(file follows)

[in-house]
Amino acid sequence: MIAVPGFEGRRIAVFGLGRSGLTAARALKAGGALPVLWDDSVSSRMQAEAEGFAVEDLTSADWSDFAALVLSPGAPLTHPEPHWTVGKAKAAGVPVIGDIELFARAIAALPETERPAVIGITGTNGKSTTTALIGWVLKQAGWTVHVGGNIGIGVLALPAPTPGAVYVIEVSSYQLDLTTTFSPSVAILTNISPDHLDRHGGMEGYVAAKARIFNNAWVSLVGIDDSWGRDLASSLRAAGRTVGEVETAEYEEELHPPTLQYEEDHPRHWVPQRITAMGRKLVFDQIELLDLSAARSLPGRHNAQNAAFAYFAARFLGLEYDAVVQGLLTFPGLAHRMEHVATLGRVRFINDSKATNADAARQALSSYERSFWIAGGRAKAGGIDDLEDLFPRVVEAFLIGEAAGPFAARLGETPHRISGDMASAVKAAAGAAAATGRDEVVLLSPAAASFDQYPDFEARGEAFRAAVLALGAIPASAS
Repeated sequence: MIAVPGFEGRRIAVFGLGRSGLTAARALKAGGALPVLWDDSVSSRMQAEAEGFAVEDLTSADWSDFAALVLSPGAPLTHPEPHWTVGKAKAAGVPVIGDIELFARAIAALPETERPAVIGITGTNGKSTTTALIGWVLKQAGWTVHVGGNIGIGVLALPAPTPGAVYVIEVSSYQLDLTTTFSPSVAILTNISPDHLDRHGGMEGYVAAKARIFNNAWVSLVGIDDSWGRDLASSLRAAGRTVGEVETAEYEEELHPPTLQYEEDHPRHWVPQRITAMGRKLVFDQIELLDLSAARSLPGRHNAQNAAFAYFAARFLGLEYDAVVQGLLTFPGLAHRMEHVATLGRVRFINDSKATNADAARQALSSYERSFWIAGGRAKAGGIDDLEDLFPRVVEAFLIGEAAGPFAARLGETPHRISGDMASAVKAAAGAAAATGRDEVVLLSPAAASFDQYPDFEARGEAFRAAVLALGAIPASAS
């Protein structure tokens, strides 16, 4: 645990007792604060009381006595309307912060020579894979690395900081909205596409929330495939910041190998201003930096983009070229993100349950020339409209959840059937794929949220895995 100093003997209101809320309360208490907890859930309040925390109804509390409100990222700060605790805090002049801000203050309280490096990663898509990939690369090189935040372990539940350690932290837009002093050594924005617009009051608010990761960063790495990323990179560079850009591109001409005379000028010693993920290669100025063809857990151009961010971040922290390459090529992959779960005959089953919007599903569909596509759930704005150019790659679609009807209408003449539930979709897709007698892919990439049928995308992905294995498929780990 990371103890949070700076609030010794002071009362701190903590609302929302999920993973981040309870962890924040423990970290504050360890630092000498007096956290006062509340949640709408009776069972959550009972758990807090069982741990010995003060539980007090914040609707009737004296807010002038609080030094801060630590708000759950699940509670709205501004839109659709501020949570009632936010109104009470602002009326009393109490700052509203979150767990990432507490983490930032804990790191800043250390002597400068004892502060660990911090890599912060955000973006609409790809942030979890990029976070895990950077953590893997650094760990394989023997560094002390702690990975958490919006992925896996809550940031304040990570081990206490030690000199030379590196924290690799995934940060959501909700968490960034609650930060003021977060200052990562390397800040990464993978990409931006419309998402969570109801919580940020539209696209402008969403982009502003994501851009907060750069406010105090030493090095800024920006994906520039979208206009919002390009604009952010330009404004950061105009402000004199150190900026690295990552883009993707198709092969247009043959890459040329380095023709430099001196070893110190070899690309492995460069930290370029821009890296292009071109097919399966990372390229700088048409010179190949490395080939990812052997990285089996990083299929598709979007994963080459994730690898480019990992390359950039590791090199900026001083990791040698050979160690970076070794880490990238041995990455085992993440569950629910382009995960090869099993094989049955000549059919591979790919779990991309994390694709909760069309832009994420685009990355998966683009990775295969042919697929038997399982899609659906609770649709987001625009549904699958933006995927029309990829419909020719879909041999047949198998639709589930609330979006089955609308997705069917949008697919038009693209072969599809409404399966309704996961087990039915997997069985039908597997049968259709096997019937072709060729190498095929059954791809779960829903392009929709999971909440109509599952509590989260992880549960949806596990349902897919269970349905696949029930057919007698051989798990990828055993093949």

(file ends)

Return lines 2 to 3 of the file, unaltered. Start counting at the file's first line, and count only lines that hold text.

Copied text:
Amino acid sequence: MIAVPGFEGRRIAVFGLGRSGLTAARALKAGGALPVLWDDSVSSRMQAEAEGFAVEDLTSADWSDFAALVLSPGAPLTHPEPHWTVGKAKAAGVPVIGDIELFARAIAALPETERPAVIGITGTNGKSTTTALIGWVLKQAGWTVHVGGNIGIGVLALPAPTPGAVYVIEVSSYQLDLTTTFSPSVAILTNISPDHLDRHGGMEGYVAAKARIFNNAWVSLVGIDDSWGRDLASSLRAAGRTVGEVETAEYEEELHPPTLQYEEDHPRHWVPQRITAMGRKLVFDQIELLDLSAARSLPGRHNAQNAAFAYFAARFLGLEYDAVVQGLLTFPGLAHRMEHVATLGRVRFINDSKATNADAARQALSSYERSFWIAGGRAKAGGIDDLEDLFPRVVEAFLIGEAAGPFAARLGETPHRISGDMASAVKAAAGAAAATGRDEVVLLSPAAASFDQYPDFEARGEAFRAAVLALGAIPASAS
Repeated sequence: MIAVPGFEGRRIAVFGLGRSGLTAARALKAGGALPVLWDDSVSSRMQAEAEGFAVEDLTSADWSDFAALVLSPGAPLTHPEPHWTVGKAKAAGVPVIGDIELFARAIAALPETERPAVIGITGTNGKSTTTALIGWVLKQAGWTVHVGGNIGIGVLALPAPTPGAVYVIEVSSYQLDLTTTFSPSVAILTNISPDHLDRHGGMEGYVAAKARIFNNAWVSLVGIDDSWGRDLASSLRAAGRTVGEVETAEYEEELHPPTLQYEEDHPRHWVPQRITAMGRKLVFDQIELLDLSAARSLPGRHNAQNAAFAYFAARFLGLEYDAVVQGLLTFPGLAHRMEHVATLGRVRFINDSKATNADAARQALSSYERSFWIAGGRAKAGGIDDLEDLFPRVVEAFLIGEAAGPFAARLGETPHRISGDMASAVKAAAGAAAATGRDEVVLLSPAAASFDQYPDFEARGEAFRAAVLALGAIPASAS